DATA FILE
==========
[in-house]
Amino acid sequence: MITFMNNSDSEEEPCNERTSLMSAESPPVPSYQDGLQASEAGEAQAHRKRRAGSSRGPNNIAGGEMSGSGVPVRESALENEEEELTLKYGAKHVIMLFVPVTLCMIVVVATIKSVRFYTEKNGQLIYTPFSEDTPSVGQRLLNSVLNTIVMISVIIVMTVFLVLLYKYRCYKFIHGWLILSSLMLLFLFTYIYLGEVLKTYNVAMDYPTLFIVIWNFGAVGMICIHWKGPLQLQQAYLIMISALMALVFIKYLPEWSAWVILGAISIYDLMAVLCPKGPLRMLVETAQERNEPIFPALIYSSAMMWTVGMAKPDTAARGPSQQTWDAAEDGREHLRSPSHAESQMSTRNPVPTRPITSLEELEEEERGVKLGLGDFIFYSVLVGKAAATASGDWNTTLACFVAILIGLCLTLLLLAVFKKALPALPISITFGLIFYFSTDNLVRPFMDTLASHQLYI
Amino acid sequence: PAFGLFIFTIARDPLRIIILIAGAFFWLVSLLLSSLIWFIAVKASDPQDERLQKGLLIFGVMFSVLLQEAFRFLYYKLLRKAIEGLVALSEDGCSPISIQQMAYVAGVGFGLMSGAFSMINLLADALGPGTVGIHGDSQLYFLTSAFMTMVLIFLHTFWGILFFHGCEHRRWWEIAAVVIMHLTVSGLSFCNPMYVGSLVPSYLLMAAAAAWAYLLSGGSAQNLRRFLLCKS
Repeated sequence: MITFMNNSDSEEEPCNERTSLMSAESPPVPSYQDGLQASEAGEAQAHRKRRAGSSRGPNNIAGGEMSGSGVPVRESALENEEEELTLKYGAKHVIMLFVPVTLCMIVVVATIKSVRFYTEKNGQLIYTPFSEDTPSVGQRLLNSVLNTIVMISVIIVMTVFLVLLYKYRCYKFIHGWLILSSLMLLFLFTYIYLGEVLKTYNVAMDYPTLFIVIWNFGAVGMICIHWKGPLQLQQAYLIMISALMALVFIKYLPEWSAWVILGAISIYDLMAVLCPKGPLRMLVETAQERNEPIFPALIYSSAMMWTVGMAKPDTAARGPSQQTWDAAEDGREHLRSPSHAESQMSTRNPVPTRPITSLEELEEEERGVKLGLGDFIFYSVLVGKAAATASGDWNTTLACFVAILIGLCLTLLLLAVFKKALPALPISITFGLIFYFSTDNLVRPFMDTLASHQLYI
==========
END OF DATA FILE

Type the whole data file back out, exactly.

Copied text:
[in-house]
Amino acid sequence: MITFMNNSDSEEEPCNERTSLMSAESPPVPSYQDGLQASEAGEAQAHRKRRAGSSRGPNNIAGGEMSGSGVPVRESALENEEEELTLKYGAKHVIMLFVPVTLCMIVVVATIKSVRFYTEKNGQLIYTPFSEDTPSVGQRLLNSVLNTIVMISVIIVMTVFLVLLYKYRCYKFIHGWLILSSLMLLFLFTYIYLGEVLKTYNVAMDYPTLFIVIWNFGAVGMICIHWKGPLQLQQAYLIMISALMALVFIKYLPEWSAWVILGAISIYDLMAVLCPKGPLRMLVETAQERNEPIFPALIYSSAMMWTVGMAKPDTAARGPSQQTWDAAEDGREHLRSPSHAESQMSTRNPVPTRPITSLEELEEEERGVKLGLGDFIFYSVLVGKAAATASGDWNTTLACFVAILIGLCLTLLLLAVFKKALPALPISITFGLIFYFSTDNLVRPFMDTLASHQLYI
Amino acid sequence: PAFGLFIFTIARDPLRIIILIAGAFFWLVSLLLSSLIWFIAVKASDPQDERLQKGLLIFGVMFSVLLQEAFRFLYYKLLRKAIEGLVALSEDGCSPISIQQMAYVAGVGFGLMSGAFSMINLLADALGPGTVGIHGDSQLYFLTSAFMTMVLIFLHTFWGILFFHGCEHRRWWEIAAVVIMHLTVSGLSFCNPMYVGSLVPSYLLMAAAAAWAYLLSGGSAQNLRRFLLCKS
Repeated sequence: MITFMNNSDSEEEPCNERTSLMSAESPPVPSYQDGLQASEAGEAQAHRKRRAGSSRGPNNIAGGEMSGSGVPVRESALENEEEELTLKYGAKHVIMLFVPVTLCMIVVVATIKSVRFYTEKNGQLIYTPFSEDTPSVGQRLLNSVLNTIVMISVIIVMTVFLVLLYKYRCYKFIHGWLILSSLMLLFLFTYIYLGEVLKTYNVAMDYPTLFIVIWNFGAVGMICIHWKGPLQLQQAYLIMISALMALVFIKYLPEWSAWVILGAISIYDLMAVLCPKGPLRMLVETAQERNEPIFPALIYSSAMMWTVGMAKPDTAARGPSQQTWDAAEDGREHLRSPSHAESQMSTRNPVPTRPITSLEELEEEERGVKLGLGDFIFYSVLVGKAAATASGDWNTTLACFVAILIGLCLTLLLLAVFKKALPALPISITFGLIFYFSTDNLVRPFMDTLASHQLYI